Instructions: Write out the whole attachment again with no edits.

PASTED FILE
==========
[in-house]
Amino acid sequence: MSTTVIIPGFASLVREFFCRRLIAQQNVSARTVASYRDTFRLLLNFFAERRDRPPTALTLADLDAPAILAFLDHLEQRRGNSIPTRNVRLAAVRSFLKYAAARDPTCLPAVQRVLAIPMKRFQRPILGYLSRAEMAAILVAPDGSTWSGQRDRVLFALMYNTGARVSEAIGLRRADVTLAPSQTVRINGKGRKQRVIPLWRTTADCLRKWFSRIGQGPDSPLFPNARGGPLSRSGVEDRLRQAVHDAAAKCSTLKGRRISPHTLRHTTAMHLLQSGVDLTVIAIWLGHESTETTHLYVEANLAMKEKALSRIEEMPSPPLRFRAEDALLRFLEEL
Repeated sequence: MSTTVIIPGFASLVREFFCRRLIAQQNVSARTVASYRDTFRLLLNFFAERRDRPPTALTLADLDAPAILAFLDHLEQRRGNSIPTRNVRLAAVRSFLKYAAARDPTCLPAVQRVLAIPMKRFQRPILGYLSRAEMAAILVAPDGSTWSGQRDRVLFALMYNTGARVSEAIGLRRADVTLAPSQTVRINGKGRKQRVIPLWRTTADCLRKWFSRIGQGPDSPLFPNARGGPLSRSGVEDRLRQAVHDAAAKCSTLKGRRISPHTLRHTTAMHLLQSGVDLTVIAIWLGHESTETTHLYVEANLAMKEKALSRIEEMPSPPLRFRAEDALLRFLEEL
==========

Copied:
[in-house]
Amino acid sequence: MSTTVIIPGFASLVREFFCRRLIAQQNVSARTVASYRDTFRLLLNFFAERRDRPPTALTLADLDAPAILAFLDHLEQRRGNSIPTRNVRLAAVRSFLKYAAARDPTCLPAVQRVLAIPMKRFQRPILGYLSRAEMAAILVAPDGSTWSGQRDRVLFALMYNTGARVSEAIGLRRADVTLAPSQTVRINGKGRKQRVIPLWRTTADCLRKWFSRIGQGPDSPLFPNARGGPLSRSGVEDRLRQAVHDAAAKCSTLKGRRISPHTLRHTTAMHLLQSGVDLTVIAIWLGHESTETTHLYVEANLAMKEKALSRIEEMPSPPLRFRAEDALLRFLEEL
Repeated sequence: MSTTVIIPGFASLVREFFCRRLIAQQNVSARTVASYRDTFRLLLNFFAERRDRPPTALTLADLDAPAILAFLDHLEQRRGNSIPTRNVRLAAVRSFLKYAAARDPTCLPAVQRVLAIPMKRFQRPILGYLSRAEMAAILVAPDGSTWSGQRDRVLFALMYNTGARVSEAIGLRRADVTLAPSQTVRINGKGRKQRVIPLWRTTADCLRKWFSRIGQGPDSPLFPNARGGPLSRSGVEDRLRQAVHDAAAKCSTLKGRRISPHTLRHTTAMHLLQSGVDLTVIAIWLGHESTETTHLYVEANLAMKEKALSRIEEMPSPPLRFRAEDALLRFLEEL